Even routine test ordering processes can be disrupted by the new electronic system. For example, an add-on test occurs when a clinician requires an additional test assay to be carried out on a specimen that has already been delivered to the laboratory. This used to be achieved by a phone call and a new handwritten request signed and faxed to the laboratory. However, with electronic ordering it is not always clear how this procedure is to be carried out, or even if the new CPOE system is able to cope with add ons. At one of our study sites the CPOE system treated an add on as a new test order which led to confusion and frustration in the laboratory, forcing the hospital to revert to the previous status quo where doctors were required to phone and then fax signed hand written requests for add ons.77
It may be, as Aarts et al. assert, that the complexity and unpredictability of socio-technical factors involved with CPOE means that there is no simple formula for successful implementation of the system.71 Certainly, any proposed implementation must start with a recognition and understanding of the enormous challenges involved.24 This implies the existence of a firm organisational foundation for implementation with leadership that is open and responsive to feedback62 and which strives to accentuate the negotiating process by incorporating different communities, interdisciplinary groups and departments.78
The implementation of CPOE systems can benefit from an ongoing commitment to evaluation of the system’s progress. This requires attention to the functions of the system in planning, development, implementation and operation.79 Performed rigorously, evaluation will provide important feedback for decision makers and users who have much to gain from data that can inform and guide decision making.80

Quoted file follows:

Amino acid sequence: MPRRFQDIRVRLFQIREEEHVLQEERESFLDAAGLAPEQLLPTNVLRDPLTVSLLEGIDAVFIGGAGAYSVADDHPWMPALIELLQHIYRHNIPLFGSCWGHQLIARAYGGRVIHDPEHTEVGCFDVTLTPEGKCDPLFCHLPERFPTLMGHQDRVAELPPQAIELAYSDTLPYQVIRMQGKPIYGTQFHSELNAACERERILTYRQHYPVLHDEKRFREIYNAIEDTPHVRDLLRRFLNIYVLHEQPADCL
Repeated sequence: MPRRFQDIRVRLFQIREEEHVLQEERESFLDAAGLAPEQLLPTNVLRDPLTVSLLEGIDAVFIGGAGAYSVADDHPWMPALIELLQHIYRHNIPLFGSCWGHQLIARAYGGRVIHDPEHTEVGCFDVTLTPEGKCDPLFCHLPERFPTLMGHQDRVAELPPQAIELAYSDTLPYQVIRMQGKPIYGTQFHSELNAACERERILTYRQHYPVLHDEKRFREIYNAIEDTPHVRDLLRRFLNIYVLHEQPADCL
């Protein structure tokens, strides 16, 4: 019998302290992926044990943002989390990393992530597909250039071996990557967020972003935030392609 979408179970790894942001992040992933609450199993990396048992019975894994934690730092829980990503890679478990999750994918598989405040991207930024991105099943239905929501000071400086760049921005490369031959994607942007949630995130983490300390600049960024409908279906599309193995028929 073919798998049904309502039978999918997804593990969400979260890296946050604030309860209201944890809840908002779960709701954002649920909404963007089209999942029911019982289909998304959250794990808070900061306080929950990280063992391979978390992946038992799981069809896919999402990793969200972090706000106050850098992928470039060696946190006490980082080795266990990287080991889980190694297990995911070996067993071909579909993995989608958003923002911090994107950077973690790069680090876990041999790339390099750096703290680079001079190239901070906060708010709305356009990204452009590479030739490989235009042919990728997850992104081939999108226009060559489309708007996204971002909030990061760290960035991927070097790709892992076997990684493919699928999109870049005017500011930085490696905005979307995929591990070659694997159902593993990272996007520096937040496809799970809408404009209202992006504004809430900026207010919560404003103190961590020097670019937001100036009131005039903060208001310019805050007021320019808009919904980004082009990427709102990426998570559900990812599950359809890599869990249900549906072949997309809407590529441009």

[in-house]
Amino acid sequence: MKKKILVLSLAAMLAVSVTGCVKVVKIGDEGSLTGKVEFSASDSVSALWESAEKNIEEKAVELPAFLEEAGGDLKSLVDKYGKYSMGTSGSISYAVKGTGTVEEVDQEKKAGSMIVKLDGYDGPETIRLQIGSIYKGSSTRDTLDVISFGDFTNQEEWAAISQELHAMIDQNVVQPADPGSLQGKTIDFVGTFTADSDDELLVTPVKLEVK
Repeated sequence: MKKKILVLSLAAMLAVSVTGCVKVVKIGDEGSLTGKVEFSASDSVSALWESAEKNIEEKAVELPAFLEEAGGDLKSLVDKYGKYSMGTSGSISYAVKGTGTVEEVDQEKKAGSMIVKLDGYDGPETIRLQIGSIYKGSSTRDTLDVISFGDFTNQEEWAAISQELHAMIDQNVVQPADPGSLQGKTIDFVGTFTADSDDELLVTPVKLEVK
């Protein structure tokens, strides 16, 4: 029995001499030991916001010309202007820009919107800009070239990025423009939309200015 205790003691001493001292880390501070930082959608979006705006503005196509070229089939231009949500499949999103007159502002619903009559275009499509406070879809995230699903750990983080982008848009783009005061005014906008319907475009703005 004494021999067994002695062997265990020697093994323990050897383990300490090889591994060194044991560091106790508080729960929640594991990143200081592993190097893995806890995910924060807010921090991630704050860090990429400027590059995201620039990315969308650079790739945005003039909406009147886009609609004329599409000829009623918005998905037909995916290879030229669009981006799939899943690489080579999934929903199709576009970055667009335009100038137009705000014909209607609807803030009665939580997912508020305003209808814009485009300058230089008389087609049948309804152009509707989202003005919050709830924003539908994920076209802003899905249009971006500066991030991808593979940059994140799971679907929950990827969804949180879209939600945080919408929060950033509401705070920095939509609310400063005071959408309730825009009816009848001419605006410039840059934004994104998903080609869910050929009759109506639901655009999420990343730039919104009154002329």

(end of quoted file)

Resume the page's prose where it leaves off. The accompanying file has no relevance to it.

Evaluation studies can differ widely according to the subject, target or purpose of the study, and even to the perspective and design and methods employed.81 The choice of evaluation target will be influenced by the question being asked. In the outline of efficiency and effectiveness detailed earlier, the quantitative measures used are most suitable for establishing the size, extent or duration of a certain phenomenon, generally to work out how much (if any) of an effect was experienced.82 Table 1 provides a list of some key indicators which can be used to measure the impact of CPOE on laboratory services. This list is not exhaustive but does provide a starting point.
Qualitative research methods include interviews, observations and document analysis. This type of research can help not only to understand quantitative findings but also to comprehend what is happening and why.83 Table 2 outlines ten important questions that we found valuable to ask in the lead up to and during CPOE implementation.82,84
Pathology laboratory services are likely to be significantly affected by the shifts in work patterns and relationships imposed by the introduction of new CPOE systems. There are a number of imperatives involved in the successful implementation of CPOE, including the participation of pathology laboratory services in preparing for the introduction of the new system, and involvement in the negotiations which will shape the new system. Multi-method evaluation techniques designed to provide timely and reliable data about the impact of the new system are critical to informing the decision-making process. In and of themselves, these strategies do not amount to a recipe for success. They do however provide a sound platform for dealing with the challenges and enhancing the potential of CPOE systems to deliver improvements in work practices and outcomes.
The research experience drawn on in this paper was part of an Australian Research Council Linkage Grant funded project to evaluate the impact of information and communication technologies on organisational processes and outcomes using a multidisciplinary, multi-method approach. The partners in the study are the Centre for Health Informatics and Centre for Clinical Governance Research in Health from the University of New South Wales and the New South Wales Health Department.
Competing Interests: None declared.